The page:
Fairchild countered with a compromise site, near University and Prior avenues, which, from all appearances, found favor with both committees. “Harmony at Last,” was the headline in the St. Paul Daily Globe. But the agreement fell apart within days and the two sides reverted to their previous positions.

The talk in St. Paul was that Minneapolis wanted the state Capitol moved to the new Minnehaha Falls park. The talk in Minneapolis was that St. Paul aspired to extend its western boundary to encompass the Poor Farm, a land grab if there ever was one. (That never happened. The site remained an unincorporated portion of Rose Township until Falcon Heights was formed in 1949.)

St. Paul City Attorney William Pitt Murray appears to have made the pivotal suggestion: that the Ramsey County Board should donatethe entire Poor Farm to the cause. This was not as untoward, jurisdictionally, as it might sound, because St. Paul Mayor Christopher O’Brien was also chairman of the county board.

A former legislator and city councilman, Murray knew his way around the halls of power. For that matter, it was common for city leaders at the time to have long records of public service and affiliations that overlapped. Fairchild, for instance, was a life member of the State Agricultural Society and for many years a Ramsey County commissioner.

Fairchild supported the idea of the land gift, as did a key member of the Ramsey County Board, George Hazzard, whose country home was just east of the proposed fairgrounds. The residence still stands at 1371 W. Nebraska Ave., near Hamline Avenue in St. Paul and will be the subject of an upcoming Park Buglestory.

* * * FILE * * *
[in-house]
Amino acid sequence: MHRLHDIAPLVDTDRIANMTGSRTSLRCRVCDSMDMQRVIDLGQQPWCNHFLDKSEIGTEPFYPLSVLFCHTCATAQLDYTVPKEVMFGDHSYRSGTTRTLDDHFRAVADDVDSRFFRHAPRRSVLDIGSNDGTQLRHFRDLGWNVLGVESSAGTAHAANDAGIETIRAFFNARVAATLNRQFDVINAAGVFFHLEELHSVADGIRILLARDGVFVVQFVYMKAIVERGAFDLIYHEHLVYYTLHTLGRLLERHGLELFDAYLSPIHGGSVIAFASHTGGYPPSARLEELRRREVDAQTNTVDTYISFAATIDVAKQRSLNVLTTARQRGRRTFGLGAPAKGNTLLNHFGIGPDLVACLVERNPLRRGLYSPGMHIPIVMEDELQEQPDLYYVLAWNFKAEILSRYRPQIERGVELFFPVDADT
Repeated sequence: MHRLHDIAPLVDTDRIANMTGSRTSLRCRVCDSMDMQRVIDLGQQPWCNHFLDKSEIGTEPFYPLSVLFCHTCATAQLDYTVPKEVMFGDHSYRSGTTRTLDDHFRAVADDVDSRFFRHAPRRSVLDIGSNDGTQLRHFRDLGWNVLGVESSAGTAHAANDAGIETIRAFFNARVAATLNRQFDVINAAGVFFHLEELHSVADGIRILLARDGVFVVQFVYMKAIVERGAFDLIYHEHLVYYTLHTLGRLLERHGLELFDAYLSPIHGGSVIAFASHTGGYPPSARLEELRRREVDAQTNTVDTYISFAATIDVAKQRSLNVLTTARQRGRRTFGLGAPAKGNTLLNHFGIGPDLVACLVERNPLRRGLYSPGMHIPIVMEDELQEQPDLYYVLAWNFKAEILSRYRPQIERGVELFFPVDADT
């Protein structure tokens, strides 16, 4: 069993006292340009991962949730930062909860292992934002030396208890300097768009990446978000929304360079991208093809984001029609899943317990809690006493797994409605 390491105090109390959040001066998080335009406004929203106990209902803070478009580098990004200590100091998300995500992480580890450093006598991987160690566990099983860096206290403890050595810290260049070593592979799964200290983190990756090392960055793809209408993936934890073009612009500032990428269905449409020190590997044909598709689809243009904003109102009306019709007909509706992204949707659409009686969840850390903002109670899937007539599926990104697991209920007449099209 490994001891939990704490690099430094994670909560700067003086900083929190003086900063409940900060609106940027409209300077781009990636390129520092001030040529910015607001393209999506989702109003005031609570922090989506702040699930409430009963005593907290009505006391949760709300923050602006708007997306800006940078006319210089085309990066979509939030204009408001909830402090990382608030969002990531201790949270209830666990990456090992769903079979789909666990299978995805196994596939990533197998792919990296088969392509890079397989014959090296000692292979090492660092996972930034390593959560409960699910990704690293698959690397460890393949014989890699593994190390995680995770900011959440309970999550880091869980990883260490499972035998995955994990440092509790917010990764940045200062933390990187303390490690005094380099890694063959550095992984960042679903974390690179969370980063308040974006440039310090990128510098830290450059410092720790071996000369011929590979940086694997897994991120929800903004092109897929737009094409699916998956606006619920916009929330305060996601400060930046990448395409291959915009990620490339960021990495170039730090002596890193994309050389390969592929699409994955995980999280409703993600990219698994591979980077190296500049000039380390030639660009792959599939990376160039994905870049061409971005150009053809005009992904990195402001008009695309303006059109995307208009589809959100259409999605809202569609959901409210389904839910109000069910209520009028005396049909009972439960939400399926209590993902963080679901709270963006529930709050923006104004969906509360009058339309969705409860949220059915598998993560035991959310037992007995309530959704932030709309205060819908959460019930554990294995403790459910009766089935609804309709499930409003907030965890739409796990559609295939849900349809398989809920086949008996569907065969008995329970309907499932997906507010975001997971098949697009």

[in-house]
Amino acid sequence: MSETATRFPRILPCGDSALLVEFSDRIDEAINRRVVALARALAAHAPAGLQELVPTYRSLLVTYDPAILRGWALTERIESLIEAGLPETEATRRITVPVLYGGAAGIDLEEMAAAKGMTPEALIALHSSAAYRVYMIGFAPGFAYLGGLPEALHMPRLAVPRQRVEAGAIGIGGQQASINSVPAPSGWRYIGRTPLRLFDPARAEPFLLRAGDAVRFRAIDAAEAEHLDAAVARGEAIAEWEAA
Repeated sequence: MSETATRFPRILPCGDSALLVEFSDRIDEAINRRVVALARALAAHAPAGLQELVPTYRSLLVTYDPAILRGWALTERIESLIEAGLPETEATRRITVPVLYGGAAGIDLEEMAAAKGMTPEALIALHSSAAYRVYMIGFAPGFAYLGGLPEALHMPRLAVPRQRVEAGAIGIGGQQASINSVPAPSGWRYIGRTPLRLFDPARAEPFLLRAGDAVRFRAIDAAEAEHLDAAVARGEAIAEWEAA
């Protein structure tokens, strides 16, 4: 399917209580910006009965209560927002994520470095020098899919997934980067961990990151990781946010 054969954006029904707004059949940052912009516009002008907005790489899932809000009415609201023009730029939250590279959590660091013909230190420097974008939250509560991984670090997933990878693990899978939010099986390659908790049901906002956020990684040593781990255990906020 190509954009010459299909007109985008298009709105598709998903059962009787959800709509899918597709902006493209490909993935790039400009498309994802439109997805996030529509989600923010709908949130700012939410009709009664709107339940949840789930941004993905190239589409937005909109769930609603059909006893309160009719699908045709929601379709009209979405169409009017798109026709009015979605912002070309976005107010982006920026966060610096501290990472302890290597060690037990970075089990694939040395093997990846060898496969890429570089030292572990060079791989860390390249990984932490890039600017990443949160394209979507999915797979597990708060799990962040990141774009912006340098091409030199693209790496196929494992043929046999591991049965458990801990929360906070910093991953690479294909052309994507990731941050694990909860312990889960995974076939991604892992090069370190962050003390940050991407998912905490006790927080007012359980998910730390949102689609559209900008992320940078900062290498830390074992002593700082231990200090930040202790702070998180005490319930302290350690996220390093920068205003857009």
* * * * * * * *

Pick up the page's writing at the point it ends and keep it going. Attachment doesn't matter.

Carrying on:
In January 1885, at the annual meeting of the Agricultural Society, O’Brien presented the offer: a gift of $200,000 worth of land and buildings, no strings attached, “at a site where you can plant your home.” Society members applauded vigorously. Despite some maneuvering by Minneapolis interests, the enabling legislation was passed by the legislature and by early March, the deal was finalized.

An 1890 view, from the rear, of the first grandstand.

A flurry of activity ensued that spring and summer. The city water system did not reach the new grounds, so wells were dug. A railroad spur was built, initially to bring in building materials, later fairgoers. The Main Building, with its large dome, was constructed, as well as a two-tiered grandstand.

That first fair lasted eight days — it was closed on Sunday — and Minneapolis merchants and manufacturers put any lingering resentment aside and were well represented among the exhibitors.

Despite several days of rain, attendance was helped by the fact that the railroads offered a special rate of 2 cents a mile for a round-trip to the extravaganza. Attendance totaled about 75,000 and the society cleared $20,000.

With obvious satisfaction, the state fair historian was able to observe, “No longer would [the state fair] be hauled about from town to town, like a wandering circus, putting up its tents in the locality which should agree to pay the most.”

Yes, the fair was finally home.